Last post on Nov 17, 2013 at 8:38 AM
You are in the Volkswagen Jetta
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Volkswagen Jetta, Biodiesel, Diesel, Sedan
#687 of 4777 Re: coolant loss 04 jetta tdi [i4edge]
Jan 29, 2006 (12:14 pm)
"I had the engine light come on (2004 Jetta TDI) with around 30k miles. Took it in to the dealer and they said it was the EGR Cooler? what the? and that it was damaged by using "green" antifreeze instead of the "pink"."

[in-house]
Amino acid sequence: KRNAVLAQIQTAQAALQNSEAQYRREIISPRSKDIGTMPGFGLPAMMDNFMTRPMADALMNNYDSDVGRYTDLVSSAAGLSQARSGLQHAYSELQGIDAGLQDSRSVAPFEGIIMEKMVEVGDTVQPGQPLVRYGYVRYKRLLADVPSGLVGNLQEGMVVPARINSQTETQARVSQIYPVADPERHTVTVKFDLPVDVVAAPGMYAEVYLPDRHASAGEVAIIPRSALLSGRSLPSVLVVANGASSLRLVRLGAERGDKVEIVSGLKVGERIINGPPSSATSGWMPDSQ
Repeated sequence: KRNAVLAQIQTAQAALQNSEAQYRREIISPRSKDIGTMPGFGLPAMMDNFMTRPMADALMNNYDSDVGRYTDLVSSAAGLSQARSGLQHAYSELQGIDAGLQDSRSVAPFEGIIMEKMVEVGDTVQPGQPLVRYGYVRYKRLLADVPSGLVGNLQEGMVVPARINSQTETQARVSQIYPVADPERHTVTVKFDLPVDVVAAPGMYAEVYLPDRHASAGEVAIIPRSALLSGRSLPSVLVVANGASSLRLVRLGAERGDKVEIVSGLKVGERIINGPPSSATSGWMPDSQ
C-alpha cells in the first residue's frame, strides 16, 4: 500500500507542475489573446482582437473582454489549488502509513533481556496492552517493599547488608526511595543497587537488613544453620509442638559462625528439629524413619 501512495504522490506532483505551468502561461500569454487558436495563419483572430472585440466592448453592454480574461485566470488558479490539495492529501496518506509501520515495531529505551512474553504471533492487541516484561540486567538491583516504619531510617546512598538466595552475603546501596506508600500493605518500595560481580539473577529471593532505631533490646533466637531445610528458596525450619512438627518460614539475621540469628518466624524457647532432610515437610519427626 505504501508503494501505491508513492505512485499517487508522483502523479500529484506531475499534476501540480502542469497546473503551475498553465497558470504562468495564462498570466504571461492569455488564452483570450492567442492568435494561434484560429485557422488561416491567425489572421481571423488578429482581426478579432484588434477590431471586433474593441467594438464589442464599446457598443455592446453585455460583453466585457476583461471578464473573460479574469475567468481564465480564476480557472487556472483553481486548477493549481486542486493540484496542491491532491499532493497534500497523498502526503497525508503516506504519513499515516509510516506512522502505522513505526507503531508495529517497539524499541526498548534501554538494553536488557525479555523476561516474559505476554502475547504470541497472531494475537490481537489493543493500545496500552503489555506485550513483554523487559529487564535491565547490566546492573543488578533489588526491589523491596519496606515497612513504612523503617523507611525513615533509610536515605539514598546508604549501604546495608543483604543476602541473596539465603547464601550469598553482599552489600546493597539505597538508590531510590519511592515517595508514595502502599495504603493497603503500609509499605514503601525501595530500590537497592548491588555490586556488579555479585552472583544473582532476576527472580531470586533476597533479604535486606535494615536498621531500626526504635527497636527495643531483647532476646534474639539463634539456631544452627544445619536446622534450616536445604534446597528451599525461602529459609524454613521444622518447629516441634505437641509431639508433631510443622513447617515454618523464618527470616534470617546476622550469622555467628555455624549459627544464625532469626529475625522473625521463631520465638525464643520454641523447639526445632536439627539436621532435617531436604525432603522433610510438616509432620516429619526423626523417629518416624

Thats pretty funny. The lameness of some VW dealers really never ceases to amaze me. The fact that these EGR coolers are failing at very high rates on the 04 PD's had nothing to do with your EGR cooler failing (I just had mine replaced at 26K miles), but the green coolant must have ate holes through this stainless steel heat exchanger (puhleeeeeeeese). You really don't want to put anything but G-12 red antifreeze in your Jetta because there are o-rings, seals and other things that might have their life shortened by it, but the EGR cooler certainly is not one of those items. This dealer should be ashamed of themselves for even suggesting it.
#688 of 4777 Re: TDI Oil changes [jonpnj]
Jan 29, 2006 (12:34 pm)